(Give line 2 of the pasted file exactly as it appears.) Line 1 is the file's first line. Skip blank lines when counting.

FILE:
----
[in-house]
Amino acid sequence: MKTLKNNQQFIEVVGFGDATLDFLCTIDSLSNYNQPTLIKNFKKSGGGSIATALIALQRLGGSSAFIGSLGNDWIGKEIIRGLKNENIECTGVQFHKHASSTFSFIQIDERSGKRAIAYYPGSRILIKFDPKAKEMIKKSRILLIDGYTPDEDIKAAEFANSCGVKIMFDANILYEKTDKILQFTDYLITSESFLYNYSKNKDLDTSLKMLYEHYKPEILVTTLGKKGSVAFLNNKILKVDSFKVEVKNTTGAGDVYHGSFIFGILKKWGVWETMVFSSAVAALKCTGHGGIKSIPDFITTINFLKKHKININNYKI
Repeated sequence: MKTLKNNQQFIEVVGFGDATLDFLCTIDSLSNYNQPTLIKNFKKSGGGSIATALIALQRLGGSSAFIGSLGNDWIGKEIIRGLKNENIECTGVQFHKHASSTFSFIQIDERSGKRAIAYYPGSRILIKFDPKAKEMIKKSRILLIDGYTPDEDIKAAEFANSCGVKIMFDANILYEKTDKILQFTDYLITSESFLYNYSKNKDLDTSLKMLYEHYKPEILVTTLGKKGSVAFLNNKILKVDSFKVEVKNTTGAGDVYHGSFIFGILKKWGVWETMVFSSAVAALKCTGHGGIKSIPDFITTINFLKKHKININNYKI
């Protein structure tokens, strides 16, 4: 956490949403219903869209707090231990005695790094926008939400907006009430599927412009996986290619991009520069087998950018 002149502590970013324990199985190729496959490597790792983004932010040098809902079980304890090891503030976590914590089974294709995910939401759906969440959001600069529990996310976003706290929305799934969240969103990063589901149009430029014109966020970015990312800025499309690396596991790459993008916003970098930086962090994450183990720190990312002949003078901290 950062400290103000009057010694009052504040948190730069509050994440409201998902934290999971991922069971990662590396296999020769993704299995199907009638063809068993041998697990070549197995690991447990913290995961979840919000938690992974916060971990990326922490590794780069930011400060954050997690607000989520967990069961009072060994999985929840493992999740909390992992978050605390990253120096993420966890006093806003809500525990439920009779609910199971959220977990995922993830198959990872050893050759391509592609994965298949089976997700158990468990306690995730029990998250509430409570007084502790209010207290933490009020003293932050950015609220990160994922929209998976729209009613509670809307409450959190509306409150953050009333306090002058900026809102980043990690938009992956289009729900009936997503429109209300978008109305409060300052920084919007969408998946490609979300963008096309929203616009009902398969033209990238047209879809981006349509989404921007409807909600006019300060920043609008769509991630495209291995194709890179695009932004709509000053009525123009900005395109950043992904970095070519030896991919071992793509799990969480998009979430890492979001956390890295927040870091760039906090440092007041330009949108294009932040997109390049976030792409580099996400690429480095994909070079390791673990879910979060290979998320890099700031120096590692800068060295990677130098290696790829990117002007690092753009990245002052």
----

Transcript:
Amino acid sequence: MKTLKNNQQFIEVVGFGDATLDFLCTIDSLSNYNQPTLIKNFKKSGGGSIATALIALQRLGGSSAFIGSLGNDWIGKEIIRGLKNENIECTGVQFHKHASSTFSFIQIDERSGKRAIAYYPGSRILIKFDPKAKEMIKKSRILLIDGYTPDEDIKAAEFANSCGVKIMFDANILYEKTDKILQFTDYLITSESFLYNYSKNKDLDTSLKMLYEHYKPEILVTTLGKKGSVAFLNNKILKVDSFKVEVKNTTGAGDVYHGSFIFGILKKWGVWETMVFSSAVAALKCTGHGGIKSIPDFITTINFLKKHKININNYKI